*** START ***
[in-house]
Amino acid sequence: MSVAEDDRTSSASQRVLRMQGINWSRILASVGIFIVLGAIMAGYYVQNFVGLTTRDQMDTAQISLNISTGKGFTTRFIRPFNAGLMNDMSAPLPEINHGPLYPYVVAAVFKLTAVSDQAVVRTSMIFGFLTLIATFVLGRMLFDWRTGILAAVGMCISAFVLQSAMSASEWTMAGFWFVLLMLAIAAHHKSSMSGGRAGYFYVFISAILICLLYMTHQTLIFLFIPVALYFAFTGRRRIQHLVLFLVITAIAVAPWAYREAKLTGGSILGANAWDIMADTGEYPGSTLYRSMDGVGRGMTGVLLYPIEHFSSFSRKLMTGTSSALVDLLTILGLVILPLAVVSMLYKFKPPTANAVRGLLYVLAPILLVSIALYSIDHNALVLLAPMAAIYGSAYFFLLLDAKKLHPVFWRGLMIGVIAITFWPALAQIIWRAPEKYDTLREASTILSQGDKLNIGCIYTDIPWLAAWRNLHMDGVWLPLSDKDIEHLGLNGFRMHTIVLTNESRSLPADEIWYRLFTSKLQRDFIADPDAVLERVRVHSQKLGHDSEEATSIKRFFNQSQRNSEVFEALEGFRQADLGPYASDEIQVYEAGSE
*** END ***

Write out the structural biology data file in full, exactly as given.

[in-house]
Amino acid sequence: MSVAEDDRTSSASQRVLRMQGINWSRILASVGIFIVLGAIMAGYYVQNFVGLTTRDQMDTAQISLNISTGKGFTTRFIRPFNAGLMNDMSAPLPEINHGPLYPYVVAAVFKLTAVSDQAVVRTSMIFGFLTLIATFVLGRMLFDWRTGILAAVGMCISAFVLQSAMSASEWTMAGFWFVLLMLAIAAHHKSSMSGGRAGYFYVFISAILICLLYMTHQTLIFLFIPVALYFAFTGRRRIQHLVLFLVITAIAVAPWAYREAKLTGGSILGANAWDIMADTGEYPGSTLYRSMDGVGRGMTGVLLYPIEHFSSFSRKLMTGTSSALVDLLTILGLVILPLAVVSMLYKFKPPTANAVRGLLYVLAPILLVSIALYSIDHNALVLLAPMAAIYGSAYFFLLLDAKKLHPVFWRGLMIGVIAITFWPALAQIIWRAPEKYDTLREASTILSQGDKLNIGCIYTDIPWLAAWRNLHMDGVWLPLSDKDIEHLGLNGFRMHTIVLTNESRSLPADEIWYRLFTSKLQRDFIADPDAVLERVRVHSQKLGHDSEEATSIKRFFNQSQRNSEVFEALEGFRQADLGPYASDEIQVYEAGSE